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A Randomly Selected Chamber: Promises and Challenges

The 26-page article, A Randomly Selected Chamber: Promises and Challenges (2017), was written by Pierre-Etienne Vandamme and Antione Verret-Hamelin, and published in the Journal of Public Deliberation: Vol. 13: Iss. 1. In the article, the authors discuss the lack of confidence people have in contemporary democracy and hypothethize the hopes and challenges of how a randomly selected chamber of representatives would address this. Read an excerpt of the article below and find the PDF available for download on the Journal of Public Deliberation site here.

From the introduction…

Contemporary democratic representation can be considered to be in crisis as indicated by the fact that many people express mistrust towards the political class in opinion surveys (Norris, 1999; Rosanvallon, 2006). As a consequence, voter turnout to elections is decreasing in most established democracies (Mair, 2013) and party affiliation and identification have become marginal (Dalton & Wattenberg, 2000). We interpret this as the result of two factors: 1) people do not believe that their representatives act in their best interests (problem of representation); and 2) democratic states have lost a lot of regulating power in a globalized economy characterized by capital mobility (problem of scale). We believe that the problem of scale partly explains the crisis of representation, but not entirely. This paper, however, will limit itself to addressing the problem of representation. Consequently, we acknowledge that the proposed solution might not be enough to tackle the identified crisis.

In this paper, we will use the term representation in two distinct senses: “statistical” or “descriptive” representation means mirroring the diversity of the people; “active” representation means acting in the best interests of the people (Pitkin, 1967; Przeworski, Stokes, & Manin, 1999, p. 2). Part of the contemporary crisis of representation stems from the fact that elected representatives are perceived as not acting in the best interests of the people, precisely because they are descriptively different, because they belong to a particular social class with interests of its own. Therefore, their decisions are believed to be biased in favor of this class. A different worry is that elections tend to make representatives neglect some minorities or issues that do not directly affect the interests of their constituency, such as environmental justice.

In reaction to these worries, scholars and activists press for revitalizing or improving contemporary democracies through innovative practices giving a more important role to lay citizens. In the last decades, a plethora of minipublic experiments – randomly selecting participants – have taken place around the world. These democratic experiments are nonetheless marginal in the political landscape: They are usually isolated, temporary, infrequent, brief and depend on elected governments for their organization and macro-political uptake (Goodin, 2008). What is more, because they take place outside the formal sphere of political decisions and limit participation to a happy few, their recommendations lack democratic legitimacy (Lafont, 2015).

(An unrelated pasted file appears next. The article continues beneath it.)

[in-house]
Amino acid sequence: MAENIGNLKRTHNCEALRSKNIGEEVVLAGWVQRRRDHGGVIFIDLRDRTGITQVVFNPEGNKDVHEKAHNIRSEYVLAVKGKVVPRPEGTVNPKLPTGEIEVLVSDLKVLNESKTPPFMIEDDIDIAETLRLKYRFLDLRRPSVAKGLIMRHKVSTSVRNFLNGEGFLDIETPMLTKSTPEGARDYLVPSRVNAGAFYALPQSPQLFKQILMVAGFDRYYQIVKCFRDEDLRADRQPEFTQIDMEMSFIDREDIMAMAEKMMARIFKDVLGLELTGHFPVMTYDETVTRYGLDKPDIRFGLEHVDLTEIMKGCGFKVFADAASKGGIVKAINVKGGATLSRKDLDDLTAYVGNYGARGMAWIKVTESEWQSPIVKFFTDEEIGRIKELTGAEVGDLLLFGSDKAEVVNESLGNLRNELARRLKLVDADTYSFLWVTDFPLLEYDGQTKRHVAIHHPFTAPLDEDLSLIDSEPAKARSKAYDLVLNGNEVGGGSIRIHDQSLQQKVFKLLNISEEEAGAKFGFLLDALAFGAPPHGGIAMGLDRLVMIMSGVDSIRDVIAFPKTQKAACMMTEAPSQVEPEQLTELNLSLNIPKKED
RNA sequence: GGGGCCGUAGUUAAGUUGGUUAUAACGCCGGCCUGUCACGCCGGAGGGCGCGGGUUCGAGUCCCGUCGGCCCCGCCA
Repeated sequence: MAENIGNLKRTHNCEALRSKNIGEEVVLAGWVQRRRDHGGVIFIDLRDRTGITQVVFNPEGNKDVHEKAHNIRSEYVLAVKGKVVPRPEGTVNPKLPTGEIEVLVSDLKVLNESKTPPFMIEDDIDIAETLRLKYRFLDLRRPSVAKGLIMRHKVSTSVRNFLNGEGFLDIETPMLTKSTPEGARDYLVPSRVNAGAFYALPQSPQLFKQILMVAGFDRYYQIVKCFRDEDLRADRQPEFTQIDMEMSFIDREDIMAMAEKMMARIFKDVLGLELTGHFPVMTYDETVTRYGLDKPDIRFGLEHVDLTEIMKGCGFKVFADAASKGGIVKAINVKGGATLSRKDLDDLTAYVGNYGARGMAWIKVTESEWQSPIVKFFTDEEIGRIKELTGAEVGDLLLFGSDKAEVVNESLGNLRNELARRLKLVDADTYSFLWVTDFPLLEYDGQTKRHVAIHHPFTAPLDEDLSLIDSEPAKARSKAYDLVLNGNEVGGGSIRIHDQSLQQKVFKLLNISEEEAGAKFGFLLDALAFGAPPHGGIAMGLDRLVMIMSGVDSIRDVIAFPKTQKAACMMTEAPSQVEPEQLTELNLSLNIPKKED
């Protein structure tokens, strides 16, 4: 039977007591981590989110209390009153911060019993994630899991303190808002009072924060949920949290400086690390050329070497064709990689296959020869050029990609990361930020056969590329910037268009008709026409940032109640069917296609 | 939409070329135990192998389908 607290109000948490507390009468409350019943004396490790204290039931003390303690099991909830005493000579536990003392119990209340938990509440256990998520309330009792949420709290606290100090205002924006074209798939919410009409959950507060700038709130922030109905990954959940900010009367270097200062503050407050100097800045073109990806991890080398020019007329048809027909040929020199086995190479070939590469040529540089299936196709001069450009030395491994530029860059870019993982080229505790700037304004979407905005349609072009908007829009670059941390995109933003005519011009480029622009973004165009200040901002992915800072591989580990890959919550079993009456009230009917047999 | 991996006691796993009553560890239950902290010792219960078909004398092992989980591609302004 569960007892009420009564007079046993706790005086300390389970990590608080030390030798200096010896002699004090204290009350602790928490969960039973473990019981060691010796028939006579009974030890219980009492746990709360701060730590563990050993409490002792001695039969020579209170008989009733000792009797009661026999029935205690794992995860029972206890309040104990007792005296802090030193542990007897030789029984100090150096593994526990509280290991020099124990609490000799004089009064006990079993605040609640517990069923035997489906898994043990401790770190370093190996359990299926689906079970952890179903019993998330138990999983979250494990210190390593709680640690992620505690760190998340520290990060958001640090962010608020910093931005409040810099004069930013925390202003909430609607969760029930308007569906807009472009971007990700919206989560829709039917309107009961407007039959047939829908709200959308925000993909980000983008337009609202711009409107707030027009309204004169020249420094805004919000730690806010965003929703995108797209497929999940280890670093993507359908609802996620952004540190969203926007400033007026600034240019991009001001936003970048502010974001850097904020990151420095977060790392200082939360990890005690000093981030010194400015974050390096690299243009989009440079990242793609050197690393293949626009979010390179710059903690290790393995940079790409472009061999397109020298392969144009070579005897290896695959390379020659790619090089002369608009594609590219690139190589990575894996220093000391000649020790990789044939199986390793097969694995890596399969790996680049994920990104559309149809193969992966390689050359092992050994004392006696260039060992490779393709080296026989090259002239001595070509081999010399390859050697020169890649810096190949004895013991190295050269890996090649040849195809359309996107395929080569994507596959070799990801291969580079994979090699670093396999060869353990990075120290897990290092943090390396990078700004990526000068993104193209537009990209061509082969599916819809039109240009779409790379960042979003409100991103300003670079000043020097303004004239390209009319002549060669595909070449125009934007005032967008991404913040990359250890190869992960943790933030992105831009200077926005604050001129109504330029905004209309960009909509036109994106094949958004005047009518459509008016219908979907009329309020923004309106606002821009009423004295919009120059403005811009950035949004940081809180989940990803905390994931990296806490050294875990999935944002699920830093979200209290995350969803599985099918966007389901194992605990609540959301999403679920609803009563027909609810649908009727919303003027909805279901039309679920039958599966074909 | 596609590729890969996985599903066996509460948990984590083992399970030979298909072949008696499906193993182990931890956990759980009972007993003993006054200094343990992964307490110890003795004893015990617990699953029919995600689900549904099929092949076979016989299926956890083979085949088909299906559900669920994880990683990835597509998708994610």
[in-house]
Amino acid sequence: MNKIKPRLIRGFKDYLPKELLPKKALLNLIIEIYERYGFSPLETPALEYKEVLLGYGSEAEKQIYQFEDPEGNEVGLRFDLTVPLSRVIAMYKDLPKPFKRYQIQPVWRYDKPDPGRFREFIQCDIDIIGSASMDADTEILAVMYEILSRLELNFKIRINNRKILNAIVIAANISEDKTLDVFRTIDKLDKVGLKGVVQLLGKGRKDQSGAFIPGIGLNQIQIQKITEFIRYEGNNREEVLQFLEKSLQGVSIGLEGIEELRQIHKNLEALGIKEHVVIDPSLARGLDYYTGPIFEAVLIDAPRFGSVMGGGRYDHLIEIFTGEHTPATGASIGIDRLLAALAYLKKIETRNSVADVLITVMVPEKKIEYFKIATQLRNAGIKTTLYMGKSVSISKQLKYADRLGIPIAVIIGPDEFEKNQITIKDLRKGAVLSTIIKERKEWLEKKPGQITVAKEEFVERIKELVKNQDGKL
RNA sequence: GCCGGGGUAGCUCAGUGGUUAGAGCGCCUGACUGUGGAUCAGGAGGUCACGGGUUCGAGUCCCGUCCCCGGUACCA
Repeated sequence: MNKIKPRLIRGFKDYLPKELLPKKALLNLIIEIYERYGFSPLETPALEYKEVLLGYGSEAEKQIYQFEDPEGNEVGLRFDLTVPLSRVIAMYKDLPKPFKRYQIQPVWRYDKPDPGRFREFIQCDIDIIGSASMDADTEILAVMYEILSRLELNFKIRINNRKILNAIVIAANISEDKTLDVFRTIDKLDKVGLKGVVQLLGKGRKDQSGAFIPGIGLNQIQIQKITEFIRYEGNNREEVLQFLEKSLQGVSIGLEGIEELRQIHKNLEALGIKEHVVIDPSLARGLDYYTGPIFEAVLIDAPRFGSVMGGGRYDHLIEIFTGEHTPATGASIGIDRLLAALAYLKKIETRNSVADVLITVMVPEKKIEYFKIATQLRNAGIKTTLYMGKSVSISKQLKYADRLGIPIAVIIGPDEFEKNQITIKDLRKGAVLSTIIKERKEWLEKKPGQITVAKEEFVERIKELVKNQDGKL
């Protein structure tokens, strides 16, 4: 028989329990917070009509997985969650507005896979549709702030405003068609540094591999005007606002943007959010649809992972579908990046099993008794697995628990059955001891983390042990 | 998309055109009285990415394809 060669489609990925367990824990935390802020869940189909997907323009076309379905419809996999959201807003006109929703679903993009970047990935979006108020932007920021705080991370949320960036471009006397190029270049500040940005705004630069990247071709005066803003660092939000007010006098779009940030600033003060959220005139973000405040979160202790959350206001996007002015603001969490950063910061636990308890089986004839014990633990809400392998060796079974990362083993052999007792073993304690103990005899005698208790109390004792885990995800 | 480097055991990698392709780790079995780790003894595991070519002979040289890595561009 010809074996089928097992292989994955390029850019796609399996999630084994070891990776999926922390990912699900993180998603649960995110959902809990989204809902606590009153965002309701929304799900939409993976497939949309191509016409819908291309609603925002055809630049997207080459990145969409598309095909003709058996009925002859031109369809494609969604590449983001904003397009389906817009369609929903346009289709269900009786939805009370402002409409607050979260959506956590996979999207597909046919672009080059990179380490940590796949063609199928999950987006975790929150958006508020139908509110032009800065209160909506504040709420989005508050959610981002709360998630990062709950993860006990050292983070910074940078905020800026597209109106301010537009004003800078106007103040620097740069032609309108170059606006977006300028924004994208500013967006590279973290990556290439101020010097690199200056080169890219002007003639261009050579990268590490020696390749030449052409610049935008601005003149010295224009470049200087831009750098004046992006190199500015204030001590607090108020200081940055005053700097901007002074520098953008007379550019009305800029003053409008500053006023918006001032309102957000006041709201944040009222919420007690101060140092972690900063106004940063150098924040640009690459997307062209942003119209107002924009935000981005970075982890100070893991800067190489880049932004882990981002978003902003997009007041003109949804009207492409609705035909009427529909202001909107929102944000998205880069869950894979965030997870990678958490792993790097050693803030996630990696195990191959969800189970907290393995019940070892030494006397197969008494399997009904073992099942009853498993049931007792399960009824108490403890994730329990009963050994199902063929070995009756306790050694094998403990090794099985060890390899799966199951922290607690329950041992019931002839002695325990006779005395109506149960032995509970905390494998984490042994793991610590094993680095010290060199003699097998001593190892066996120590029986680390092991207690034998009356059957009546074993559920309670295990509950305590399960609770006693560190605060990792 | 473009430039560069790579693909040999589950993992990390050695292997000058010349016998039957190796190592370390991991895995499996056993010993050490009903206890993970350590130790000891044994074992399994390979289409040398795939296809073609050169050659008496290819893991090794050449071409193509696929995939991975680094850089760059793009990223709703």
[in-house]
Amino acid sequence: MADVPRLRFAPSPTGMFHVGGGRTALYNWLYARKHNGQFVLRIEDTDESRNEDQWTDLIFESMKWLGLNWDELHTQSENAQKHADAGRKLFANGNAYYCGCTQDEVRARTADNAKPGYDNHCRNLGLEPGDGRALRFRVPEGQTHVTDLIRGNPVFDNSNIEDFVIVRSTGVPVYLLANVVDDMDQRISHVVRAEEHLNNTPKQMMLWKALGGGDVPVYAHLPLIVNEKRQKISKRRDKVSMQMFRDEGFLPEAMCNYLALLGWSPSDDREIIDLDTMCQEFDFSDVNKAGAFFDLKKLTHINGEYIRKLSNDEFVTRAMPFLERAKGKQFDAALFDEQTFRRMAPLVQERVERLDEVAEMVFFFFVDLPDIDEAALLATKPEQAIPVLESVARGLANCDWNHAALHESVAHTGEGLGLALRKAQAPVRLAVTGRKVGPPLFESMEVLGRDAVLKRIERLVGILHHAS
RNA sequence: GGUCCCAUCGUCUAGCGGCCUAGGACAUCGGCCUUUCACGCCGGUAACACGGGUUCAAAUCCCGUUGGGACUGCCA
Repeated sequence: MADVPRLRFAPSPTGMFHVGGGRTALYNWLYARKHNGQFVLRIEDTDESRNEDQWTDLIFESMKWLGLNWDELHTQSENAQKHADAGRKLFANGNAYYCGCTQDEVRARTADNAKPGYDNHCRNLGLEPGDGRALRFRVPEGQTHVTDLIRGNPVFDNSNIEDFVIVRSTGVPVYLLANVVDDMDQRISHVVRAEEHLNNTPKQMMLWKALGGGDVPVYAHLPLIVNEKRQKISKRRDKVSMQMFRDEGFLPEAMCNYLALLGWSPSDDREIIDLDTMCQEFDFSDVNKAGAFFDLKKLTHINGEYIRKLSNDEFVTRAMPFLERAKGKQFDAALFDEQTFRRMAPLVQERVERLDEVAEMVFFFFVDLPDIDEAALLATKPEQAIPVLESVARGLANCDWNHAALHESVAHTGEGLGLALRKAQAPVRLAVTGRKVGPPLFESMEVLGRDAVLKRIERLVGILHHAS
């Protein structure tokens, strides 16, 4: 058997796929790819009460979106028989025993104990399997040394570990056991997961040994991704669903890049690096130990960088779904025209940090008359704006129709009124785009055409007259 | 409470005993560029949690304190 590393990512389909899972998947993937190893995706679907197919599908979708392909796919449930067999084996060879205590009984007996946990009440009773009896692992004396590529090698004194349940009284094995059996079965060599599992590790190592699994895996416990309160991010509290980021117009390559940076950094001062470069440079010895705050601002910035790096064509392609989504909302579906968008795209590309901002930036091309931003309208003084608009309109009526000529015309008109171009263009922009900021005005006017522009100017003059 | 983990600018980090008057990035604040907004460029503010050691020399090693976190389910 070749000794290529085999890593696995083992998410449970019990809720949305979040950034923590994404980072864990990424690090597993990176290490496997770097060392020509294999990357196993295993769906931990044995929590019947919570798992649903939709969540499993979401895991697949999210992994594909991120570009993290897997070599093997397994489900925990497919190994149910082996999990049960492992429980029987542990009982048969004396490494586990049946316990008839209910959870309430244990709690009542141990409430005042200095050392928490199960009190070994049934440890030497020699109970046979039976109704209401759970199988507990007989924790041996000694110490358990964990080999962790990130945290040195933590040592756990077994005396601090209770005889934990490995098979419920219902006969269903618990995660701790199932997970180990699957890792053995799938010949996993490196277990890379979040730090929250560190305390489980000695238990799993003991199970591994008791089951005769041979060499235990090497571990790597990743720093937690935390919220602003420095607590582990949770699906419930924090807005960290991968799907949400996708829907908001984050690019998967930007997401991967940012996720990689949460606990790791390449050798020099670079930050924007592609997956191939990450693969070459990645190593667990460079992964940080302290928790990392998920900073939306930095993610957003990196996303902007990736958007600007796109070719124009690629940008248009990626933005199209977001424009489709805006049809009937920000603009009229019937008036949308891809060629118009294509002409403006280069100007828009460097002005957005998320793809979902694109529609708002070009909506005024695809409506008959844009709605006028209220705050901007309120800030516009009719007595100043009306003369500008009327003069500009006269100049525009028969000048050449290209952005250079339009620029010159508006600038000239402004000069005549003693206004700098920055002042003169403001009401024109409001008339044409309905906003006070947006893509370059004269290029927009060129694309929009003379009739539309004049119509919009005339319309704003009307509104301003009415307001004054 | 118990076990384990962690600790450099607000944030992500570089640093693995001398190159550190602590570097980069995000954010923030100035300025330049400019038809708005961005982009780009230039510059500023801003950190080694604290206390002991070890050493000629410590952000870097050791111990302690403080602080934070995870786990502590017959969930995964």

Things might be different with a deliberative citizen assembly permanently integrated to our modern democracies, using random selection alongside traditional electoral mechanisms. Here is our concrete proposal. The second chamber of representatives , whose usefulness is now challenged in several countries, should be filled through a random selection among the entire population of the country enjoying political rights. This chamber would exist alongside the elected first chamber, whose prerogatives would remain untouched. The main reason for limiting the use of sortition to the designation of the second (or additional) chamber2 is that elections have some virtues that sortition lacks, in particular the possibilities of universal participation, consent and contestation (Pourtois, 2016)…

Download the full article from the Journal of Public Deliberation here.

About the Journal of Public DeliberationJournal of Public Deliberation
Spearheaded by the Deliberative Democracy Consortium in collaboration with the International Association of Public Participation, the principal objective of Journal of Public Deliberation (JPD) is to synthesize the research, opinion, projects, experiments and experiences of academics and practitioners in the emerging multi-disciplinary field and political movement called by some “deliberative democracy.” By doing this, we hope to help improve future research endeavors in this field and aid in the transformation of modern representative democracy into a more citizen friendly form.

Follow the Deliberative Democracy Consortium on Twitter: @delibdem

Follow the International Association of Public Participation [US] on Twitter: @IAP2USA

Resource Link: www.publicdeliberation.net/jpd/vol13/iss1/art5/

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